The death of Daunte Wright, a Black motorist killed by police in the Minneapolis suburb of Brooklyn Center, Minnesota, is a window into the future of civil-rights conflict in America. That Black Lives Matter was launched after a police shooting in a similar community outside St. Louis—Ferguson, Missouri—is not a coincidence. Both Brooklyn Center and Ferguson are small, older suburbs. Both have become racially and economically segregated, and much poorer, over time. Both are perfectly tailored to produce inequality, discrimination, and, ultimately, conflict between their citizens and the institutions shaping those citizens’ lives—institutions that include local government and police.Metropolitan regions across the country are producing hundreds of suburbs where similar problems prevail. The Fergusonization of parts of suburbia threatens the well-being of those communities’ residents and damages the fabric of American society.[Read: The white suburbs that fought busing aren’t so white anymore]In some respects, segregation is even more harmful in the suburbs than in major cities, which typically have a larger industrial and commercial tax base that allows them to weather crises and sustain public services. On average, predominantly nonwhite suburbs have the lowest per capita tax base of any community type in a major metropolitan area—about 25 percent less than major cities, and about 40 percent less than predominantly white suburbs. In many segregated suburbs, the quality of public services erodes over time. Some of these communities, including Ferguson, resort to raising revenue through fees and traffic tickets, inevitably leading to many more encounters between residents and police.U.S. Census Bureau data indicate that Brooklyn Center is the most rapidly segregating community in Minnesota. In 1990, the city was 90 percent white; its poverty rate was low, at 5 percent. Three decades later, the city is 38 percent white and its poverty rate has tripled, to 15 percent. It is now the poorest major suburb in the Twin Cities region, and it has a higher percentage of residents of color than any other major municipality in the area. Ferguson underwent nearly identical changes in the years before a police officer shot Michael Brown to death in 2014; the city transitioned from 85 percent white in 1980 to 29 percent white in 2010. Over the same period, its poverty rate almost quadrupled.Social-science researchers describe this process as resegregation: Communities that start out as almost exclusively white go through a brief and unstable period of racial integration, and before long, an overwhelming majority of residents are people of color. These demographic shifts are the product of housing discrimination against people of color—especially Black and Latino people—and of de facto school segregation and white flight. They are not at all unusual in American metropolitan regions, and isolate millions of families of color in economically troubled cities.Like many resegregating suburbs, Brooklyn Center was once a hub of opportunity, where middle- and working-class residents lived side by side. These places have proved attractive to economically successful families of color seeking better schools and an escape from the discrimination and disinvestment that are endemic in segregated central-city neighborhoods. Black Americans especially are migrating to the suburbs in record numbers. Just since 2000, the urban Black population in major metropolitan areas has fallen by about 5 percent, while the suburban Black population has grown by more than 40 percent, according to my calculations.In wealthy new suburbs and exurbs, where McMansions line endless cul-de-sacs, housing that working-class families of color can afford is scarce. Inner-ring suburbs typically have an older housing stock, including small postwar houses, more rental units, and cheap high-density housing. Families migrating from the central cities of a metro area tend to cluster in these more affordable communities; so do immigrants. (Brooklyn Center has the highest share of foreign-born residents in the Twin Cities area.) Other, more nefarious forces also funnel nonwhite families toward the inner suburbs—such as the practice of discriminatory racial “steering,” wherein real-estate agents are more likely to show families of color homes in already-diverse neighborhoods. As a result, the demographics of many older suburbs are shifting fast.Changes typically come even faster to these places’ schools, because in these communities, families of color are more likely to have children than white households are. The Brooklyn Center school district has transitioned from being 77 percent white in 1990 to less than 20 percent white today. The white share of Ferguson school enrollment fell from 58 to 17 percent in the two decades preceding the killing of Michael Brown. In 2012, 78 percent of Ferguson’s student body came from low-income families; similarly, 73 percent of Brooklyn Center students do today. School changes have a major impact on city demographics, because many affluent residents with children will leave if they feel that the percentage of minority students and poor students is too high.[Read: White flight never ended]Suburbs usually remain vibrant and thriving as they become more racially integrated. But eventually a tipping point is reached, and the corrosive effects of racial isolation and segregation begin to be felt. When this happens, middle-class residents—mostly white, but not entirely—begin to leave in large numbers. Since 2000, Brooklyn Center has lost 42 percent of its white population; Ferguson has lost 49 percent. Economic opportunity has vanished too. Adjusted for inflation, the median income in Brooklyn Center has fallen by about $9,000 since 2000, and the city has lost a sixth of its middle- and upper-income residents. In Ferguson, median incomes have dropped by nearly $15,000 during the same period.The suburbs that these dynamics leave behind replicate many of the same conditions that existed in segregated center-city neighborhoods in the 20th century. As in those enclaves, certain aspects of the relationship between residents and the powerful institutions with which they interact—police, elected officials, school systems, landlords, employers—appear colonial in nature. At the time of Brown’s killing, Ferguson’s mayor and almost all of its city council were white. Many police forces in resegregated suburbs are staffed with a large number of nonresidents, who also may be disproportionately white. Even private economic arrangements in segregated places can be extractive in nature. Before the 2008 financial crisis, Brooklyn Center was the largest suburban hub of subprime lending in the Twin Cities area. Tragically, the residents of resegregated suburbs face the same obstacles that many had attempted to escape by leaving major cities: struggling schools, unemployment, poverty, and police violence.The Fergusonization of suburbs is a nationwide problem, uniting many far-flung communities whose residents and leaders may not even realize they have anything in common. Census data show that in 2010, more than 20 percent of the suburban population in major American metros lived in a predominantly nonwhite suburb reminiscent of Brooklyn Center or Ferguson, and that share has grown every year since. Because the forces causing resegregation are larger than any one municipality, individual suburbs are unable to solve this problem by acting alone. But solutions do exist.Resegregation can be slowed by ensuring that affordable housing is available in all communities, not clustered in older suburbs. If schools are stably integrated and given the support they need to thrive, families are less likely to leave their current neighborhood in search of better education. Economic aid can be directed to already-resegregated communities, ameliorating the decline of services and schools. [Read: Revenge of the suburbs]Such measures are best implemented at a regional scale, usually by state or federal government. Ideally, metropolitan governing structures would be created to administer regional policies. This isn’t sufficient in and of itself; the Minneapolis–St. Paul region has a more robust regional government than most metro areas, and it has badly shirked its role in preventing resegregation. Yet individual suburban municipalities elsewhere in the country are even more alone, forced to compete with neighboring cities when what they really need is help protecting their residents’ civil rights and their own future.These left-behind communities—the country’s Fergusons and Brooklyn Centers—do not vanish or dissolve. People still live in them. Their suffering is real, and the injustices their residents face become a flash point for conflict, violence, and protest that spans the nation.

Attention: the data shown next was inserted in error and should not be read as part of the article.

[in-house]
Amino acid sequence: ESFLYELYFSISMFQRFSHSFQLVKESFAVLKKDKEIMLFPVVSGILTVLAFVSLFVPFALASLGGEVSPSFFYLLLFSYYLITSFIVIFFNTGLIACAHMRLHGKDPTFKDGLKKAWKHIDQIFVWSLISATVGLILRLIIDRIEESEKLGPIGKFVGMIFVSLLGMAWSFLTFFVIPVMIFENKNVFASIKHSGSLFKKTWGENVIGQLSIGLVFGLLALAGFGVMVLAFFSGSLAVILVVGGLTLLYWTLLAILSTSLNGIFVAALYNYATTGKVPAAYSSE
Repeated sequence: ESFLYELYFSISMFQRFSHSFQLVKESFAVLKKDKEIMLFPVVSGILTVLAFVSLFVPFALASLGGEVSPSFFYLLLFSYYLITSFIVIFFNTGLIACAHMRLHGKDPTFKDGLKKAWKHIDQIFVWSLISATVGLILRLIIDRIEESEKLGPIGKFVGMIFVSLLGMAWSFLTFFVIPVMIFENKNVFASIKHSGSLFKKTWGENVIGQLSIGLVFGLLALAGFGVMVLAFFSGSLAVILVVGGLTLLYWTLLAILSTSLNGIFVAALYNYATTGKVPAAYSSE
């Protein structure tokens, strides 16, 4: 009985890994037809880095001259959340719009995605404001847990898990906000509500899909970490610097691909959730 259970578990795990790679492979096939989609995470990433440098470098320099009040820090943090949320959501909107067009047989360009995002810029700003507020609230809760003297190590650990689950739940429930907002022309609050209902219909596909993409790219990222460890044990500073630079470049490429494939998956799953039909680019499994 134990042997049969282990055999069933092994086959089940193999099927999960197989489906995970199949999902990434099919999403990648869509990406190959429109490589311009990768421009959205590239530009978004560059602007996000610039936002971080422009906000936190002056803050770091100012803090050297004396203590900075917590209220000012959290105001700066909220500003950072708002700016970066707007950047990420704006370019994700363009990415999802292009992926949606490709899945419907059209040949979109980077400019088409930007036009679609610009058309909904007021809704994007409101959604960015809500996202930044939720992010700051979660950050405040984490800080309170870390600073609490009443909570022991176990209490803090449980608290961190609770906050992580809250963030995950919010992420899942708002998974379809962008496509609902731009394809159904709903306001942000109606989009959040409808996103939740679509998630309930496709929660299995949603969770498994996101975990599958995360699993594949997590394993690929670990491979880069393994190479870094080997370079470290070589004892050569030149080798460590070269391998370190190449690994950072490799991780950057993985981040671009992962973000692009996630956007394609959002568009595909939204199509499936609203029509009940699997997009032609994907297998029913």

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theatlantic.com